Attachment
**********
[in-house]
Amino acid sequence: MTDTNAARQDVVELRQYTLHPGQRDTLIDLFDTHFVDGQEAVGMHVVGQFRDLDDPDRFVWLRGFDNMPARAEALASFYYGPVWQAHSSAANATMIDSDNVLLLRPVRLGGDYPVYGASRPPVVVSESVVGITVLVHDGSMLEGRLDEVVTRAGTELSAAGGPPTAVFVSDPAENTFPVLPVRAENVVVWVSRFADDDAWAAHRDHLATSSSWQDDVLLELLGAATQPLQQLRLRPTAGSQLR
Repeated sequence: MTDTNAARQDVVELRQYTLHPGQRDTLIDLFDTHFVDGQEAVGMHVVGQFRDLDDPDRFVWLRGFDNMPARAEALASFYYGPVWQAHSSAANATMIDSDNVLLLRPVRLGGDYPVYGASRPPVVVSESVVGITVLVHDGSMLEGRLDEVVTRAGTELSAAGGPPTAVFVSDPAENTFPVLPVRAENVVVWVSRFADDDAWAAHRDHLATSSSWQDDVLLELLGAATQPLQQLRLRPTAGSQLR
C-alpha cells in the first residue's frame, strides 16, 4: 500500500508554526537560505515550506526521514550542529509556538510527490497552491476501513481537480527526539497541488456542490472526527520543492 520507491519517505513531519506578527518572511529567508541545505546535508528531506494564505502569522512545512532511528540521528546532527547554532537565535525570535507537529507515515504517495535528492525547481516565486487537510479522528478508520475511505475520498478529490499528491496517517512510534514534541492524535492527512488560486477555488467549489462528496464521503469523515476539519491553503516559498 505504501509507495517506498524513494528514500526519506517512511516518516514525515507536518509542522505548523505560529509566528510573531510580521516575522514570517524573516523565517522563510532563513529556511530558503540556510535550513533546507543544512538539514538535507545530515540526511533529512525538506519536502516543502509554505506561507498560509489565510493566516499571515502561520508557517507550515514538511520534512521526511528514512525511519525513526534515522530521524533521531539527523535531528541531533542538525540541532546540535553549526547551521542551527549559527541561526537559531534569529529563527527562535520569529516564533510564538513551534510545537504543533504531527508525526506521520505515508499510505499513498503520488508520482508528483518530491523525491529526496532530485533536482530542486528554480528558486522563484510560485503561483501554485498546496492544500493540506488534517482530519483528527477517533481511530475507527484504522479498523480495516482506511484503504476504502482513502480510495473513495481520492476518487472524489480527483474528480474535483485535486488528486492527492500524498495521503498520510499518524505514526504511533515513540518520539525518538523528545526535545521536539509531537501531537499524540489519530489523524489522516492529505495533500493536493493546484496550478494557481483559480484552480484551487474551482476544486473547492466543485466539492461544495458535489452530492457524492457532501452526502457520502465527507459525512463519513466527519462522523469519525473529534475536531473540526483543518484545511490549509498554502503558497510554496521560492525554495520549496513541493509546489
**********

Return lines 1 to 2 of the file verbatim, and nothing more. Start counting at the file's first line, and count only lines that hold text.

[in-house]
Amino acid sequence: MTDTNAARQDVVELRQYTLHPGQRDTLIDLFDTHFVDGQEAVGMHVVGQFRDLDDPDRFVWLRGFDNMPARAEALASFYYGPVWQAHSSAANATMIDSDNVLLLRPVRLGGDYPVYGASRPPVVVSESVVGITVLVHDGSMLEGRLDEVVTRAGTELSAAGGPPTAVFVSDPAENTFPVLPVRAENVVVWVSRFADDDAWAAHRDHLATSSSWQDDVLLELLGAATQPLQQLRLRPTAGSQLR